The jury is still out on Neil Barofsky, the recently confirmed Special Inspector General for the Troubled Asset Relief Program (SIGTARP), but it looks like he's off to a promising start.
Although his first official report to the congressional committees overseeing the bailout isn't due for another month, Barofsky wrote to Senate Finance Committee Chairman Max Baucus (D-MT) yesterday with a brief status update. His “unofficial” report suggests that he is already taking an expansive and aggressive approach to overseeing Treasury's use of its $700 billion in bailout funds.
Barofsky announced that his office has worked with Treasury officials to place strict conditions on General Motors, Chrysler, General Motors Acceptance Corporation, (GMAC), and Citigroup, all of which are recent recipients of TARP funds. For instance, the agreements with General Motors and Chrysler include language explicitly acknowledging SIGTARP's oversight role--an encouraging sign that Barofsky will be keeping a close eye on both Wall Street banks and Detroit automakers who receive TARP money. The contracts with the automakers, and with Citigroup in particular, also include requirements for establishing internal controls, disclosing more detailed information on the use of TARP funds, and limiting the use of TARP funds for executive compensation.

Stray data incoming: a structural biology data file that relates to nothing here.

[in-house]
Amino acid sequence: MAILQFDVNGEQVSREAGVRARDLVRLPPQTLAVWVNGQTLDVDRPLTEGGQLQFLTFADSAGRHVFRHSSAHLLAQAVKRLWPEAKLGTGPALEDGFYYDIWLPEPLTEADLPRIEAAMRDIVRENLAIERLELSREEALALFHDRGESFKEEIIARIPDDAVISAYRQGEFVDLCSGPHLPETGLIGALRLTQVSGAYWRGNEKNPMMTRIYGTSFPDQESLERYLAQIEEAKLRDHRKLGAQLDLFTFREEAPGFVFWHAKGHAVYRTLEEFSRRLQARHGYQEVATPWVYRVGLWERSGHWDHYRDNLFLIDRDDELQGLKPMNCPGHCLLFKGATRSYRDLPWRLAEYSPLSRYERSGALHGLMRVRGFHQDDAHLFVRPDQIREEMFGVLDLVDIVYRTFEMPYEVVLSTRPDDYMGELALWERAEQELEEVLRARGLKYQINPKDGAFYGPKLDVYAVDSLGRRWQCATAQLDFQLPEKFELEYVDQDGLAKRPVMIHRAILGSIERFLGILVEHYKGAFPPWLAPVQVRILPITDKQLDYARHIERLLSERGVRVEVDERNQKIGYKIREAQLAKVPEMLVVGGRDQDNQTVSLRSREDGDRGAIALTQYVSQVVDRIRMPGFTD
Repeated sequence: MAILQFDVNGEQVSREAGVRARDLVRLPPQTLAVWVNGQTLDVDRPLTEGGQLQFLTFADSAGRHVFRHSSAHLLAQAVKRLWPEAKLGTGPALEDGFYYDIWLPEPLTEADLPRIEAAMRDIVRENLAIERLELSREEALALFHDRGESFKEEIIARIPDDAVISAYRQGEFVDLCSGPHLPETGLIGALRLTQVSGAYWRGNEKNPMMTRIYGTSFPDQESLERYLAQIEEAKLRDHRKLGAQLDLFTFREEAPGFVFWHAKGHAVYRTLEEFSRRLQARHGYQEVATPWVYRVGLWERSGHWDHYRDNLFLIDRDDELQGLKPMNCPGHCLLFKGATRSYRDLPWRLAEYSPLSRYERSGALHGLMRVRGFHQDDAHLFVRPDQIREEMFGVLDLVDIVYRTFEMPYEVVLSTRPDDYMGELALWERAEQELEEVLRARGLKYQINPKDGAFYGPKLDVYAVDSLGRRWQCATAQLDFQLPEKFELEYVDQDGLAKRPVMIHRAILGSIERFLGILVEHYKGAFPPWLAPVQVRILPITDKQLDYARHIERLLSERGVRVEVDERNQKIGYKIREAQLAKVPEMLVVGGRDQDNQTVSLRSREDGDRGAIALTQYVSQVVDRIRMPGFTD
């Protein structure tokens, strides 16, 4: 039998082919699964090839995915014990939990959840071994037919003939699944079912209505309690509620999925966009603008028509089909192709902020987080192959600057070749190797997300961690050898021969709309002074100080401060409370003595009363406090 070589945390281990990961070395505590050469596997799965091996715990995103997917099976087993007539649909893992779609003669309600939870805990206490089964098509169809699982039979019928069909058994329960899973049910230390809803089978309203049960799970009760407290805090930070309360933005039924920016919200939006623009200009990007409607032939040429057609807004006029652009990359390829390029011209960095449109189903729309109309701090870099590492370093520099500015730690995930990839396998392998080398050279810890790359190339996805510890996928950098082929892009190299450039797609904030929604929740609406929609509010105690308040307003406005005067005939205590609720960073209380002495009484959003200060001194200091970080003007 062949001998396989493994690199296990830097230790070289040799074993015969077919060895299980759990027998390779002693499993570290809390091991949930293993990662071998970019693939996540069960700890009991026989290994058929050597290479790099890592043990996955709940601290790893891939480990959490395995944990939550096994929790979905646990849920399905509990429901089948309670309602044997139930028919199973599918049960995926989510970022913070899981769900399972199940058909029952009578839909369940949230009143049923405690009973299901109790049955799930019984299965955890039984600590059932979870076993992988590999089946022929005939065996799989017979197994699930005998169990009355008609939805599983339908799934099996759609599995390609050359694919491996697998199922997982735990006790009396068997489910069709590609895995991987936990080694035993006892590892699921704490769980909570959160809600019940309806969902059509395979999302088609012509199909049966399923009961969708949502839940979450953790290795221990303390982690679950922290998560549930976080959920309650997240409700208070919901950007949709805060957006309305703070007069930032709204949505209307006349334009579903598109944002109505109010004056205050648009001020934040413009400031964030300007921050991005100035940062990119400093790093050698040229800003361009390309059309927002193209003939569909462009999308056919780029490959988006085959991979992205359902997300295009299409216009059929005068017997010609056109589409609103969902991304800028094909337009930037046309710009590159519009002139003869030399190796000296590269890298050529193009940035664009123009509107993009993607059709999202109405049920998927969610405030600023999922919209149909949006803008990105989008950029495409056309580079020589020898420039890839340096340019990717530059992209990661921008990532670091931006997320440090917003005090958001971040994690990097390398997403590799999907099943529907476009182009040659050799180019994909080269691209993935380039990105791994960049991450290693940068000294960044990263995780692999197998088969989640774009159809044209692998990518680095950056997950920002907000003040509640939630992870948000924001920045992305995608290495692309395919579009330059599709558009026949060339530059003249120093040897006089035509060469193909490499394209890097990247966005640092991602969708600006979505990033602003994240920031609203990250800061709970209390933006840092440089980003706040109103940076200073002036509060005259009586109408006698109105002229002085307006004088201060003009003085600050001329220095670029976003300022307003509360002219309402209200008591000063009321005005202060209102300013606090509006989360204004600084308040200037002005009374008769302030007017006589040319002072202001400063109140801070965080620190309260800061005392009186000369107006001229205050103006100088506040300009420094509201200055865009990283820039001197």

Barofsky declared that these agreements “represent a significant improvement over past TARP agreements and will better enable my Office and the other oversight bodies to fulfill their mission.”
He also announced that his office has been collaborating with other oversight agencies--including the GAO, the Congressional Oversight Panel, and the Financial Stability Oversight Board--and that he is in the process of forming a TARP Inspector General Council (TARP-IGC) comprising the Comptroller General and other IGs who might be overseeing the bailout. It's imperative that these groups continue to work together, as we've raised concerns in the past that Barofsky might have too much on his plate.
Given all the troubling issues surrounding TARP, and the questionableactivities of certain banks that have received TARP funds, Barofsky will certainly have his work cut out for him in the weeks and months ahead. We hope that Congress will strengthen his authority by passing the much needed SIGTARP bill introduced by Sens. Claire McCaskill (D-MO) and Chuck Grassley (R-IA) last month.